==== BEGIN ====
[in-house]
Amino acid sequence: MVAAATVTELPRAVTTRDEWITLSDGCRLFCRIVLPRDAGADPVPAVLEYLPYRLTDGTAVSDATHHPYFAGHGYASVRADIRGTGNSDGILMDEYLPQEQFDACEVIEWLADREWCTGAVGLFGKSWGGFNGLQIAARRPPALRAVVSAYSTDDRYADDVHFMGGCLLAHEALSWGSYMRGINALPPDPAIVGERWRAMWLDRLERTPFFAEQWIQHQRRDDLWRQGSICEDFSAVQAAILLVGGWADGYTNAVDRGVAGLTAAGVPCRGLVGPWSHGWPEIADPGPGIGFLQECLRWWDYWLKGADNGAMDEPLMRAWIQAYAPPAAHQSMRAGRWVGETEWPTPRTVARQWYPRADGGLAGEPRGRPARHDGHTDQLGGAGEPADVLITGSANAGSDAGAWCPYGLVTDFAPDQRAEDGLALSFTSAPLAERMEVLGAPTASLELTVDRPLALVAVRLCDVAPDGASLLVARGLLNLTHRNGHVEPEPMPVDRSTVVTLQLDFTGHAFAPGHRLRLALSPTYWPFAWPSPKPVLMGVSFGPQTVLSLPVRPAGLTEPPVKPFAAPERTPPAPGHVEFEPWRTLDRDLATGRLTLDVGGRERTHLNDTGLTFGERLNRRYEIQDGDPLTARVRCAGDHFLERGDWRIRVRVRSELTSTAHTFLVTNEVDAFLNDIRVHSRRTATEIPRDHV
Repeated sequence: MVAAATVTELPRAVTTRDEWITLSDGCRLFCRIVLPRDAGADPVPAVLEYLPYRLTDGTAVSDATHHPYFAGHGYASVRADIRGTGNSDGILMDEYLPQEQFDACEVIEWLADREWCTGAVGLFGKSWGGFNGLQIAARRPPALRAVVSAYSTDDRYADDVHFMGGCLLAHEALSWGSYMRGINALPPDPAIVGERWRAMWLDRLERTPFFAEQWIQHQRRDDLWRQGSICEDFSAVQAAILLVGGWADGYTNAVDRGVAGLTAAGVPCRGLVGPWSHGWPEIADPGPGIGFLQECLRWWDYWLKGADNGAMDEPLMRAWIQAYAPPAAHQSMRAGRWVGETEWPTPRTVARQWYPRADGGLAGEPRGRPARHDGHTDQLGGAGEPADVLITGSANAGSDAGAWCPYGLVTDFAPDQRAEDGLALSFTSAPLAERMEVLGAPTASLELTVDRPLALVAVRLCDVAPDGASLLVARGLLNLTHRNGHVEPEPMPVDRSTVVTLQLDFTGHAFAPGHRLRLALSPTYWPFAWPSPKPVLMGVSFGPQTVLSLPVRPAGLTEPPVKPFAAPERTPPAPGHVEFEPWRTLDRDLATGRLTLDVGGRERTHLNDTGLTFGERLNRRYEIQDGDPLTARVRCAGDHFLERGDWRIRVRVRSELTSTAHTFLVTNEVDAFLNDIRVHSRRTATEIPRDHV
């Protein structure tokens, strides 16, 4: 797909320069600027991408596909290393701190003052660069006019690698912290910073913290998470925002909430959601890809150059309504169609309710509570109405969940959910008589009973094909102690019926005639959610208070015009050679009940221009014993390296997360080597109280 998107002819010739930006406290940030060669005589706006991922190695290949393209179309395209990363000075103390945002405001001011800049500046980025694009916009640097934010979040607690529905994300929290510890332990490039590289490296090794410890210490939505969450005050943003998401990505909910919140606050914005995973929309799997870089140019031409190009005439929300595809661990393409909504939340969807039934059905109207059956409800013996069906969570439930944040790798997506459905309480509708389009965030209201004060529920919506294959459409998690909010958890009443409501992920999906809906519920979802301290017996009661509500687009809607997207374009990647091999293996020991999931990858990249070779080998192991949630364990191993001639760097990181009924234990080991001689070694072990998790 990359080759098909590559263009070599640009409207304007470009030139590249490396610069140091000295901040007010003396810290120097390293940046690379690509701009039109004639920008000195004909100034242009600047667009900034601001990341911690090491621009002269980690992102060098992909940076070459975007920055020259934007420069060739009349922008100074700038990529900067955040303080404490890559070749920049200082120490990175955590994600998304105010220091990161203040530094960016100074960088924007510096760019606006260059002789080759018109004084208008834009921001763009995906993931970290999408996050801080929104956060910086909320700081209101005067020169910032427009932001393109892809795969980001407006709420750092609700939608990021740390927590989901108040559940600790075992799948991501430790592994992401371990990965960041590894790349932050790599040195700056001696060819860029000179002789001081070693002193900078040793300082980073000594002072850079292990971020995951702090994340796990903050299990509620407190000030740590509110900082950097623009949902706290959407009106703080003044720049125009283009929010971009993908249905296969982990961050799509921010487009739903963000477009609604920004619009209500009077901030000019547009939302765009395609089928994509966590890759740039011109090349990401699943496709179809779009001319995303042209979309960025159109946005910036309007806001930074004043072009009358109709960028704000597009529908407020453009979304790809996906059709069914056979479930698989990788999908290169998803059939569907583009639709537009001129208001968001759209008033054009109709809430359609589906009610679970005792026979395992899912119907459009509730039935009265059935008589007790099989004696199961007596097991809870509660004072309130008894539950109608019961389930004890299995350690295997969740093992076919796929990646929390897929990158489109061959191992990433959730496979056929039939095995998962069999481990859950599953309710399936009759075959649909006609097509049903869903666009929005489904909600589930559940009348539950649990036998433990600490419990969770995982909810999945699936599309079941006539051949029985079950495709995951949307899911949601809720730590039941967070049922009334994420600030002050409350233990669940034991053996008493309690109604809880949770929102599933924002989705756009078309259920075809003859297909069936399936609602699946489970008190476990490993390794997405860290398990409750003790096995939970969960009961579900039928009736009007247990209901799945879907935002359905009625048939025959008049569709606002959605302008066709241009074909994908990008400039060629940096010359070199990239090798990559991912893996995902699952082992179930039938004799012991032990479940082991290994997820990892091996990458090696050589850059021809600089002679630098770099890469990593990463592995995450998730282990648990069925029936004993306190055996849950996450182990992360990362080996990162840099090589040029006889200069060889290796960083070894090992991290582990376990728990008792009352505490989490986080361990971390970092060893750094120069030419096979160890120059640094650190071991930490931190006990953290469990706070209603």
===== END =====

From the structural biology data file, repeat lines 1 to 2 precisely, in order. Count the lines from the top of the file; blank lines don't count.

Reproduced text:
[in-house]
Amino acid sequence: MVAAATVTELPRAVTTRDEWITLSDGCRLFCRIVLPRDAGADPVPAVLEYLPYRLTDGTAVSDATHHPYFAGHGYASVRADIRGTGNSDGILMDEYLPQEQFDACEVIEWLADREWCTGAVGLFGKSWGGFNGLQIAARRPPALRAVVSAYSTDDRYADDVHFMGGCLLAHEALSWGSYMRGINALPPDPAIVGERWRAMWLDRLERTPFFAEQWIQHQRRDDLWRQGSICEDFSAVQAAILLVGGWADGYTNAVDRGVAGLTAAGVPCRGLVGPWSHGWPEIADPGPGIGFLQECLRWWDYWLKGADNGAMDEPLMRAWIQAYAPPAAHQSMRAGRWVGETEWPTPRTVARQWYPRADGGLAGEPRGRPARHDGHTDQLGGAGEPADVLITGSANAGSDAGAWCPYGLVTDFAPDQRAEDGLALSFTSAPLAERMEVLGAPTASLELTVDRPLALVAVRLCDVAPDGASLLVARGLLNLTHRNGHVEPEPMPVDRSTVVTLQLDFTGHAFAPGHRLRLALSPTYWPFAWPSPKPVLMGVSFGPQTVLSLPVRPAGLTEPPVKPFAAPERTPPAPGHVEFEPWRTLDRDLATGRLTLDVGGRERTHLNDTGLTFGERLNRRYEIQDGDPLTARVRCAGDHFLERGDWRIRVRVRSELTSTAHTFLVTNEVDAFLNDIRVHSRRTATEIPRDHV